% number.  The posnat type is defined here, as are the successor and
% predecessor functions.

naturalnumbers: THEORY
BEGIN

naturalnumber: NONEMPTY_TYPE = {i:integer | i >= 0} CONTAINING 0
nat: NONEMPTY_TYPE = naturalnumber

% The following declaration, if it could be expanded, is built in to
%  the typechecker:
% JUDGEMENT 0, 1, 2, ... HAS_TYPE naturalnumber

i, j, k: VAR nat

upto(i):   NONEMPTY_TYPE = {s: nat | s <= i} CONTAINING i
below(i):  TYPE = {s: nat | s < i}

JUDGEMENT +, * HAS_TYPE [nat, nat -> nat]

succ(i): nat = i + 1

pred(i): nat = IF i > 0 THEN i - 1 ELSE 0 ENDIF;

~(i, j): nat = IF i > j THEN i - j ELSE 0 ENDIF

wf_nat: AXIOM well_founded?(LAMBDA i, j: i < j)

p: VAR pred[nat]

nat_induction: LEMMA
(p(0) AND (FORALL j: p(j) IMPLIES p(j+1)))
IMPLIES (FORALL i: p(i))

% Strong induction on naturals.

NAT_induction: LEMMA
(FORALL j: (FORALL k: k < j IMPLIES p(k)) IMPLIES p(j))
IMPLIES (FORALL i: p(i))

END naturalnumbers

% real_defs defines some useful real functions and
% provides all the judgements for the subtypes nzreal, nonneg_real,
% posreal, rat, nzrat, nonneg_rat, posrat, int, nzint, nat, and posint.
% For abs, we don't declare all these possibilities, since abs is the
% identity on the nonneg and pos number types.  Note that for abs, max,
% and min the range type is dependent on the domain, providing information
% in the type that is usually provided through separate lemmas.

real_defs: THEORY
BEGIN
m, n: VAR real

abs(m): {n: nonneg_real | n >= m}
= IF m < 0 THEN -m ELSE m ENDIF

JUDGEMENT abs HAS_TYPE [x: nzreal -> {y: posreal | y >= x}]
JUDGEMENT abs HAS_TYPE [q: rat -> {r: nonneg_rat | r >= q}]
JUDGEMENT abs HAS_TYPE [q: nzrat -> {r: posrat | r >= q}]
JUDGEMENT abs HAS_TYPE [i: int -> {j: nonneg_int | j >= i}]
JUDGEMENT abs HAS_TYPE [i: nzint -> {j: posint | j >= i}]

max(m, n): {p: real | p >= m AND p >= n}
= IF m < n THEN n ELSE m ENDIF

min(m, n): {p: real | p <= m AND p <= n}
= IF m > n THEN n ELSE m ENDIF

% real subtype judgements

JUDGEMENT max HAS_TYPE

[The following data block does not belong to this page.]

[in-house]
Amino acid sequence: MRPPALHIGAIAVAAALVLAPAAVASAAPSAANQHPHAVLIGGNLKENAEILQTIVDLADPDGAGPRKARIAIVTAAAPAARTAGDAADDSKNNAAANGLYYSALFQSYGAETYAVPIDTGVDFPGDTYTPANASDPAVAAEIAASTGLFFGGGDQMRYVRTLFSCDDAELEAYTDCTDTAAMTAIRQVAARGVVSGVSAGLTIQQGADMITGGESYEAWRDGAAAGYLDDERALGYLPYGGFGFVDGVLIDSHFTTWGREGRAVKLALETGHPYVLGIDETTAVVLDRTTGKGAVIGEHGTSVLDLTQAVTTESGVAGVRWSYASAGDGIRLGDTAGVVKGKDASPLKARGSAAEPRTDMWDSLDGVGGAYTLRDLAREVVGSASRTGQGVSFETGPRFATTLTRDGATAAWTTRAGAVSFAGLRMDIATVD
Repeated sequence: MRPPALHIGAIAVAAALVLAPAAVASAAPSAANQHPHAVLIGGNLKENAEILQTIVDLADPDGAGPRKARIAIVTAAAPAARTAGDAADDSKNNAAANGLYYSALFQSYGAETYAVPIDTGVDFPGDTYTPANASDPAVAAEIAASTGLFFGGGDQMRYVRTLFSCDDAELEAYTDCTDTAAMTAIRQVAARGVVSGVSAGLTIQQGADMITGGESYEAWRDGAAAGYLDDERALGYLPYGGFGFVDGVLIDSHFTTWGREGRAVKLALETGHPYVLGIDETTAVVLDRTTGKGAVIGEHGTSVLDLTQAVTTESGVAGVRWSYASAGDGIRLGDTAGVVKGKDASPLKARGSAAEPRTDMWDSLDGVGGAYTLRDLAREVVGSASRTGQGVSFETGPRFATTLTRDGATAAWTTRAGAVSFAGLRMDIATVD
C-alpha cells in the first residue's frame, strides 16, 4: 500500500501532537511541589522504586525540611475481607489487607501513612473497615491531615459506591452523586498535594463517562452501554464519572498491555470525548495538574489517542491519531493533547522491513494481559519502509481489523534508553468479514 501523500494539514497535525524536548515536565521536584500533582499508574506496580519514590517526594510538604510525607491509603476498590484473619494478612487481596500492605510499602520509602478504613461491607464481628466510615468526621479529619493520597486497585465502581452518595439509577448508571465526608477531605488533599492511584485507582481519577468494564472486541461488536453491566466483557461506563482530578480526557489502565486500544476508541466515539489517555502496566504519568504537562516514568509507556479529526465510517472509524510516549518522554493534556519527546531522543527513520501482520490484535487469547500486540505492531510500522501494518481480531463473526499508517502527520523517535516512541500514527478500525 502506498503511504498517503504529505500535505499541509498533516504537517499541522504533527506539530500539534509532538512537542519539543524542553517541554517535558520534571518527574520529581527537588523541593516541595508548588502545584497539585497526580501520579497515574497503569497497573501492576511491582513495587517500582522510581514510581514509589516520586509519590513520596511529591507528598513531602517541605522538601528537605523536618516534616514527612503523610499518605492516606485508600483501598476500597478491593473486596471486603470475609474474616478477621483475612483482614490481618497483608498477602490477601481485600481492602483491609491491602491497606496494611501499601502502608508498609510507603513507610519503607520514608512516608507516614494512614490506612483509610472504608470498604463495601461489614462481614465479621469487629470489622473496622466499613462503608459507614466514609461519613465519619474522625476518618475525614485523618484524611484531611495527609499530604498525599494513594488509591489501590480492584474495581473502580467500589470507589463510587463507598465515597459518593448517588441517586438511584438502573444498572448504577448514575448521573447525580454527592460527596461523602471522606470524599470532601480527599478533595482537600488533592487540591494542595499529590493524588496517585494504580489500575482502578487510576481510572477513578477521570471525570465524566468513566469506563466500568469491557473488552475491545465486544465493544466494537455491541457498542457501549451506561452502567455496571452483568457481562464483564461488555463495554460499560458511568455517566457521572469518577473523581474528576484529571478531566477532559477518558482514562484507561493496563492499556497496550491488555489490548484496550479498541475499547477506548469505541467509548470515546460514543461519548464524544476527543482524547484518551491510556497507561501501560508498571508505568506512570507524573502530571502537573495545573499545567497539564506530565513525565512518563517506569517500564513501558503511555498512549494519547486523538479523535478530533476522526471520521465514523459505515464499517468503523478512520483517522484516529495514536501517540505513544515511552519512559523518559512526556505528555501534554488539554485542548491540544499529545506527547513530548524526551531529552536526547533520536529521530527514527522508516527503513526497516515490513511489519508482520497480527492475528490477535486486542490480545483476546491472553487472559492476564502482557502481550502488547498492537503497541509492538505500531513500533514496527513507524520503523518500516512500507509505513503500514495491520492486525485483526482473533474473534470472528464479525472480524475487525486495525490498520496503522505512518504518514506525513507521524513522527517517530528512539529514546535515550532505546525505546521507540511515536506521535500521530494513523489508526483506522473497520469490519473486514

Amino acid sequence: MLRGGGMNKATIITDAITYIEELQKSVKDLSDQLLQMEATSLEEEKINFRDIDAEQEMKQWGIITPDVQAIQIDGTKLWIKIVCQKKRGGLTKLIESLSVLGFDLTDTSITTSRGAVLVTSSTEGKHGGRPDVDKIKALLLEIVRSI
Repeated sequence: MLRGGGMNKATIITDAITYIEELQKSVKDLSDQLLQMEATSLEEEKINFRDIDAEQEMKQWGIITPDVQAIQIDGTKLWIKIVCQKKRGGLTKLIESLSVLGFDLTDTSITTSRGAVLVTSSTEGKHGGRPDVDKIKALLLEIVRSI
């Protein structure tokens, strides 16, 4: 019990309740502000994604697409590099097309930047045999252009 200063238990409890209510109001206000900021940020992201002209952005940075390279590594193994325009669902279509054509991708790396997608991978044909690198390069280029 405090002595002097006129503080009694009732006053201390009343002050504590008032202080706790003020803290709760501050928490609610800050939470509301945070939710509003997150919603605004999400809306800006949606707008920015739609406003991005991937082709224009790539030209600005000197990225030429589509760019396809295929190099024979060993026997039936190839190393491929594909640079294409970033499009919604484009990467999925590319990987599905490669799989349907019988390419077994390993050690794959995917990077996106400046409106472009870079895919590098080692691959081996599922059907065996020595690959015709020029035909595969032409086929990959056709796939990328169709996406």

[x: nzreal, y: nzreal -> {z: nzreal | z >= x AND z >= y}]
JUDGEMENT min HAS_TYPE
[x: nzreal, y: nzreal -> {z: nzreal | z <= x AND z <= y}]

JUDGEMENT max HAS_TYPE
[x: nonneg_real, y: nonneg_real -> {z: nonneg_real | z >= x AND z >= y}]
JUDGEMENT min HAS_TYPE
[x: nonneg_real, y: nonneg_real -> {z: nonneg_real | z <= x AND z <= y}]

JUDGEMENT max HAS_TYPE
[x: posreal, y: posreal -> {z: posreal | z >= x AND z >= y}]
JUDGEMENT min HAS_TYPE
[x: posreal, y: posreal -> {z: posreal | z <= x AND z <= y}]

% rat subtype judgements

JUDGEMENT max HAS_TYPE [q: rat, r: rat -> {s: rat | s >= q AND s >= r}]
JUDGEMENT min HAS_TYPE [q: rat, r: rat -> {s: rat | s <= q AND s <= r}]

JUDGEMENT max HAS_TYPE [q: nzrat, r: nzrat -> {s: nzrat | s >= q AND s >= r}]
JUDGEMENT min HAS_TYPE [q: nzrat, r: nzrat -> {s: nzrat | s <= q AND s <= r}]

JUDGEMENT max HAS_TYPE
[q: nonneg_rat, r: nonneg_rat -> {s: nonneg_rat | s >= q AND s >= r}]
JUDGEMENT min HAS_TYPE
[q: nonneg_rat, r: nonneg_rat -> {s: nonneg_rat | s <= q AND s <= r}]

JUDGEMENT max HAS_TYPE
[q: posrat, r: posrat -> {s: posrat | s >= q AND s >= r}]
JUDGEMENT min HAS_TYPE
[q: posrat, r: posrat -> {s: posrat | s <= q AND s <= r}]

% int subtype judgements

JUDGEMENT max HAS_TYPE [i: int, j: int -> {k: int | i <= k AND j <= k}]
JUDGEMENT min HAS_TYPE [i: int, j: int -> {k: int | k <= i AND k <= j}]

JUDGEMENT max HAS_TYPE [i: nzint, j: nzint -> {k: nzint | i <= k AND j <= k}]
JUDGEMENT min HAS_TYPE [i: nzint, j: nzint -> {k: nzint | k <= i AND k <= j}]

JUDGEMENT max HAS_TYPE [i: nat, j: nat -> {k: nat | i <= k AND j <= k}]
JUDGEMENT min HAS_TYPE [i: nat, j: nat -> {k: nat | k <= i AND k <= j}]

JUDGEMENT max HAS_TYPE
[i: posint, j: posint -> {k: posint | i <= k AND j <= k}]
JUDGEMENT min HAS_TYPE
[i: posint, j: posint -> {k: posint | k <= i AND k <= j}]

END real_defs

% real_props contains useful properties about real numbers.  Most of
% these are known to the decision procedures of PVS, but there are some
% nonlinear ones that cannot be gotten automatically.  Nonlinear
% expressions are those that involve multiplication or division by two
% non-numeric terms.  Thus x*y and x/c are nonlinear, while 2001*x + 39*z is
% linear.  Note that it doesn't matter whether the terms are constants
% or variables, only whether they are actual numbers.

real_props: THEORY
BEGIN
w, x, y, z: VAR real
n0w, n0x, n0y, n0z: VAR nonzero_real
nnw, nnx, nny, nnz: VAR nonneg_real
pw, px, py, pz: VAR posreal
npw, npx, npy, npz: VAR nonpos_real
nw, nx, ny, nz: VAR negreal

inv_ne_0: LEMMA 1/n0x /= 0

% Cancellation Laws for equality

both_sides_plus1: LEMMA (x + z = y + z) IFF x = y

both_sides_plus2: LEMMA (z + x = z + y) IFF x = y

both_sides_minus1: LEMMA (x - z = y - z) IFF x = y

both_sides_minus2: LEMMA (z - x = z - y) IFF x = y

both_sides_times1: LEMMA (x * n0z = y * n0z) IFF x = y

both_sides_times2: LEMMA (n0z * x = n0z * y) IFF x = y

both_sides_div1: LEMMA (x/n0z = y/n0z) IFF x = y